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Wednesday, June 12, 2013

Infernal intakes

The Mikoyan MiG-AT is rather less of a design departure than the Yak-130, and in fact somewhat resembles the L-139 it was designed to replace. It had its first flight nearly 20 years ago and never made it into production.

The kit is another early AModel effort, and was even a bit more diabolical than the Yak-130 has proven to be. The main issues in this kit revolve around the intakes. The fit is suspect, the parts breakdown does you no favors, and it seems as though it is missing a part. If you look at photos on the net, the intake rim is fairly sharp. The kit parts are at 90 degree angles, and rather flat. I’ve tried doing a bit of filing at the edges, but it doesn’t seem to be improving things at all. I keep looking for an intake leading edge part – like the Su-28 had – but there is nothing there.

What is worse, the intake assembly does not fit into its assigned wing/fuselage location at all. Much putty will be involved in getting out of this one. I even had to do some scratching of a part to eliminate a giant gap between the intake floor and the wing top that it rests on. I realize that this description probably doesn’t make much sense unless you have the parts in front of you, but let’s just leave it that this is probably one of AModel’s lesser jobs.

Here is a photo of the MiG-AT in progress; as you can tell I haven’t quite got the intake problem resolved to my satisfaction yet.

Next: Hurricane heaven.

Monday, June 10, 2013

Taking a dip

Second in the set of Russian trainers is the Sukhoi Su-28. This is a trainer version of the Su-25 Frogfoot, one of those ground-pounding aircraft that seems to be composed of more ordnance than airframe.

The kit was produced by MSV, a short-lived (Ukrainian?) company that produced only two models that I know of. I suspect that the recent kit released by Art Model of the Su-28 is likely from the same molds, but not having seen it in person I can’t confirm that. The molding is somewhat basic, with thick plastic pieces on the order of the proverbial Russian tractor, but they seem to be fitting together well enough. There is some putty involved, but not on the scale of the Yak-130 so far.

In fact, the main disaster of this build had nothing to do with the kit. I was in the process of getting the wings attached to the fuselage and had a bottle of Tenax open on the bench. My last bottle of the discontinued Tenax, to be exact. So you can see where this is going. The ham fist knocked the bottle over, Tenax pooled around the bottom of the Su-28 sitting on the workbench, and dialog not heard since the last Teamster convention was unleashed upon the land. I pulled the model from the liquid and basically didn’t touch it for an hour. Thankfully the Tenax just air dried and there was no structural damage to the model. The surface is very shiny now, due to the chemical reaction, but it seems to have hardened up without distortion. I’ll be buffing it up to get any surface anomalies taken care of. Thankfully nothing else was hit by the Tenax. I managed to retain half a bottle, but will need to be deciding on my replacement for the adhesive sooner than I expected. I’m no fan of cyanoacrylate, so maybe MEK or one of the other proprietary types. I use Testors liquid (in the black square bottle with the applicator) for many uses, but like the very thin and fast Tenax for welding things like the wing to fuselage joint.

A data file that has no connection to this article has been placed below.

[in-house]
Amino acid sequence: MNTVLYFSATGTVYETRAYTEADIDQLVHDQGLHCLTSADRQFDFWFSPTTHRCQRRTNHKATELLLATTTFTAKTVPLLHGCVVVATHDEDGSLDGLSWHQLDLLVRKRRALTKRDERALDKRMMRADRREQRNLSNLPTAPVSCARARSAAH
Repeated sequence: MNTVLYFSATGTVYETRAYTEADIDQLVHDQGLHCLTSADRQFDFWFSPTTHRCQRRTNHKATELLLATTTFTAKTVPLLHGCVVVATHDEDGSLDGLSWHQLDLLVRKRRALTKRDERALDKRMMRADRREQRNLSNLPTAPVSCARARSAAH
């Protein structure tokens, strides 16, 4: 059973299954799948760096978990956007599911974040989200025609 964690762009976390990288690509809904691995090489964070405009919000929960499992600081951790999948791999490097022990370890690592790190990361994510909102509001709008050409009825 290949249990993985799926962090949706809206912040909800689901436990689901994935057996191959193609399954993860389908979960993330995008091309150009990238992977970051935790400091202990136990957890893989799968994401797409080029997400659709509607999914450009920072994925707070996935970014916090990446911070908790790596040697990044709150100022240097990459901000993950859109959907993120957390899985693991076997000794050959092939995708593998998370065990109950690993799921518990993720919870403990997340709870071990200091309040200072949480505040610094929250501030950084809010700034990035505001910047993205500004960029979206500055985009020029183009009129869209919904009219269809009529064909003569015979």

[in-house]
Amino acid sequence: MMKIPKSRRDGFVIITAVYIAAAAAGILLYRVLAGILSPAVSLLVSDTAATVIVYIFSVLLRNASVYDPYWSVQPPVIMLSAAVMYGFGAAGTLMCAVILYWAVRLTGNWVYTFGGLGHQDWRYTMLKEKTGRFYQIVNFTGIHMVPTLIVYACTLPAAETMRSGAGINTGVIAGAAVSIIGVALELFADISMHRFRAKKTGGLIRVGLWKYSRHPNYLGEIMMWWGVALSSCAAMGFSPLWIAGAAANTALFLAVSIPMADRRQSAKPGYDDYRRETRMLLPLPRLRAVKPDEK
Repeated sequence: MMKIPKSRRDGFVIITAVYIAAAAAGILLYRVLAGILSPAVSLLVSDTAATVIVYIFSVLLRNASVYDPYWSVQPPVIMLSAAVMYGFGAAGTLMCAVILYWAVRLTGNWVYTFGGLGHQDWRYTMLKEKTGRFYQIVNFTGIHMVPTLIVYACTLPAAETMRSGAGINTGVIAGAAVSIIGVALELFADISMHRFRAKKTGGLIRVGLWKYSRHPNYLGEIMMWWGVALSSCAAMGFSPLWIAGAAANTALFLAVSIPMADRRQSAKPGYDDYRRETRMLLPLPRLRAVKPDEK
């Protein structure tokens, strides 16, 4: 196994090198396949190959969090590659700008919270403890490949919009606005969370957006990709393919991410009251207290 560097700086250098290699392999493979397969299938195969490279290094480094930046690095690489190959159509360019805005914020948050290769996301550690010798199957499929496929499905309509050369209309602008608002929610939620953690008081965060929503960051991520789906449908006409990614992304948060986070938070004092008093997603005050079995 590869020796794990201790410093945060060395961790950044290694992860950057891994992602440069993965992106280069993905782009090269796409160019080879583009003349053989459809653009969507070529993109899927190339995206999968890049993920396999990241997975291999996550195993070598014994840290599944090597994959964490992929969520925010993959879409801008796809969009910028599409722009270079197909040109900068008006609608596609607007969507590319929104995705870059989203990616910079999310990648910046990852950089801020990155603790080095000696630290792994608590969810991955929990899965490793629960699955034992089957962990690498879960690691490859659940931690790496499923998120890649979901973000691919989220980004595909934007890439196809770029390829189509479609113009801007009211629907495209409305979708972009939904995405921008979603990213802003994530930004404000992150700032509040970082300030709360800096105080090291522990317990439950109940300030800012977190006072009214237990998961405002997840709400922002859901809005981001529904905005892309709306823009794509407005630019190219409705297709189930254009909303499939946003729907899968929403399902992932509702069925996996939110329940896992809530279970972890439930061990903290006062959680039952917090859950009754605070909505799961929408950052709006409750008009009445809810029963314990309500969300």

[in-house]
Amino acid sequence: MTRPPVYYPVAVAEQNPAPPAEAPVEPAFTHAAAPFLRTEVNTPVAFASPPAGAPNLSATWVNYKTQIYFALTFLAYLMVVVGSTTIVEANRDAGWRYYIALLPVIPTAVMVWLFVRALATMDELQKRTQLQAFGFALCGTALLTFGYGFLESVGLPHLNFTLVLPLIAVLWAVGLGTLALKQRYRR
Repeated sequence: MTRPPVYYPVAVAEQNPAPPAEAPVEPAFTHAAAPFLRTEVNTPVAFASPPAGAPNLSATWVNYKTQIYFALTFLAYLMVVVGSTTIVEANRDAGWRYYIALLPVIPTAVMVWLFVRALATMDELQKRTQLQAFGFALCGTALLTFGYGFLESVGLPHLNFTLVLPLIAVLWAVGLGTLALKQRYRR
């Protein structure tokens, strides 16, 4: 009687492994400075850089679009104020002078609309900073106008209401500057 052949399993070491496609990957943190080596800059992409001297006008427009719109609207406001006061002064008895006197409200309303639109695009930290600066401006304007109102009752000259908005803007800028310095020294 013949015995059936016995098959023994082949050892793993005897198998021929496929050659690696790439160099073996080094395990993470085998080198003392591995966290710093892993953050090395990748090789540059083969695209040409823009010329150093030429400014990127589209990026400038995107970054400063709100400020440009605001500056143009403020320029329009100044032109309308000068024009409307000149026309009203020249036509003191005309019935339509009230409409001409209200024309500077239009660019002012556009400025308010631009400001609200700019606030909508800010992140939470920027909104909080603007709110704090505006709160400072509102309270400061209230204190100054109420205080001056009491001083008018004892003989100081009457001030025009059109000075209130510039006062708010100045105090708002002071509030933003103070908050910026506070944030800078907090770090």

And here is a photo of the Su-28’s current state. Next up is the canopy and possibly some wheel well painting.

Next: the MiG-AT and its exasperating intakes. 

Sunday, June 9, 2013

It's alive

Looks like it is time to reactivate the shambling muck monster that is the 72 Land blog. Even though this is the time of year that many modellers go into hibernation, falling to the realities of unmown lawns and unpainted houses, I’ve just come off of an 8-week gig of temp work (thanks to CAD of Seattle) that has gotten me anxious to get back to the workbench. And since it was temp work, I now have the opportunity to do so.

So what is lurking on the workbench?

First up is a project I was just starting on when I was called away. That would be the three Soviet trainers: Yak-130, MiG-AT, and Su-28.

The Yak-130 was a multinational collaboration between Russia and Italy. About a decade or so ago they split up the partnership, but Russia continued to develop the type into the Yak-130 and Italy worked on the Aermacchi M-346. Similar in look, they no doubt differ in internals. I don’t believe the Aermacchi retained the winglets and it added some new wing fences.

AModel produced a kit of the type a few years back. It is in their older style, less refined and precise. In addition, it strikes me as over-engineered. The intakes are built up from multiple parts that they have to fit down into the fuselage under the leading edge extensions and form part of the wheel wells. The fit overall is imprecise and much filler is going into the gaps. Thankfully it isn’t a NMF surface.

In fact all three of the trainers have variations on a red, white, and blue prototype marking scheme. That means a good deal of masking, so I doubt I will add the landing gear and doors (even though they are white as well) until the main bits are painted. The carpet monster gets quite enough plastic on my watch that I don’t feel the need to make it easy for him.

The photo below shows the Yak-130 in progress. I have since added instrument panels and coaming to the cockpit and gotten all the exterior bits attached. Sanding seams is ongoing.

Next: The Su-28 and the Tenax bath.